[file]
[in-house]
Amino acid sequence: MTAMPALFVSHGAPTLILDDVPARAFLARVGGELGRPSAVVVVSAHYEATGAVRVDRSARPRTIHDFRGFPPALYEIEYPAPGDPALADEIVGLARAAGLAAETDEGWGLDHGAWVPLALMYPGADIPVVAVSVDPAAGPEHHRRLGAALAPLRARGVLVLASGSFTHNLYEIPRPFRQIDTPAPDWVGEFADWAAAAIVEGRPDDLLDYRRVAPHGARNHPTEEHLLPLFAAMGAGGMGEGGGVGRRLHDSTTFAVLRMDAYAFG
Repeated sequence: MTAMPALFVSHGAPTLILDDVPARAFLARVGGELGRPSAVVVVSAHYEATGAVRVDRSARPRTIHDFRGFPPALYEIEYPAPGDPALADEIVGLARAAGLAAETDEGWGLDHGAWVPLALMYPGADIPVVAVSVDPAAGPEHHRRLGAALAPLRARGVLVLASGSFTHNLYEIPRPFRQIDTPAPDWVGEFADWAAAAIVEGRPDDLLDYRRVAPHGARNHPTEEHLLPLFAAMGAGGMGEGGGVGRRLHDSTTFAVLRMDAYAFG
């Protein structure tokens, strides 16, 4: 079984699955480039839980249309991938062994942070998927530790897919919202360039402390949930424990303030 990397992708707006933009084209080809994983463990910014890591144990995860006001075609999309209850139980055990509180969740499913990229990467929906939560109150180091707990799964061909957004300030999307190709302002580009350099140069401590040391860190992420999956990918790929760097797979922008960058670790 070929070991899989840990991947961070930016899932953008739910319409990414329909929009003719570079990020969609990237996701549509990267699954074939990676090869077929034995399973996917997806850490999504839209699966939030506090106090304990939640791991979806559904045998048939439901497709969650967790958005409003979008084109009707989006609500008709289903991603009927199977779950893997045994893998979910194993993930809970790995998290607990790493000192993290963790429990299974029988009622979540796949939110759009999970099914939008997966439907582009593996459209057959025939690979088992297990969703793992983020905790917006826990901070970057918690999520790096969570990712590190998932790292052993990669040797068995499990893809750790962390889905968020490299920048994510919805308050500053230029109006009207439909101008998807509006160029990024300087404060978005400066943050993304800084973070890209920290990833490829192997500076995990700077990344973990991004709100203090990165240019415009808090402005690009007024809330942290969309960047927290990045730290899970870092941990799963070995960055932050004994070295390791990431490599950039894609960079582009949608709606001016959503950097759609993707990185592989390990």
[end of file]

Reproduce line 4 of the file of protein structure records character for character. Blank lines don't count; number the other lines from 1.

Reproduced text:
């Protein structure tokens, strides 16, 4: 079984699955480039839980249309991938062994942070998927530790897919919202360039402390949930424990303030 990397992708707006933009084209080809994983463990910014890591144990995860006001075609999309209850139980055990509180969740499913990229990467929906939560109150180091707990799964061909957004300030999307190709302002580009350099140069401590040391860190992420999956990918790929760097797979922008960058670790 070929070991899989840990991947961070930016899932953008739910319409990414329909929009003719570079990020969609990237996701549509990267699954074939990676090869077929034995399973996917997806850490999504839209699966939030506090106090304990939640791991979806559904045998048939439901497709969650967790958005409003979008084109009707989006609500008709289903991603009927199977779950893997045994893998979910194993993930809970790995998290607990790493000192993290963790429990299974029988009622979540796949939110759009999970099914939008997966439907582009593996459209057959025939690979088992297990969703793992983020905790917006826990901070970057918690999520790096969570990712590190998932790292052993990669040797068995499990893809750790962390889905968020490299920048994510919805308050500053230029109006009207439909101008998807509006160029990024300087404060978005400066943050993304800084973070890209920290990833490829192997500076995990700077990344973990991004709100203090990165240019415009808090402005690009007024809330942290969309960047927290990045730290899970870092941990799963070995960055932050004994070295390791990431490599950039894609960079582009949608709606001016959503950097759609993707990185592989390990």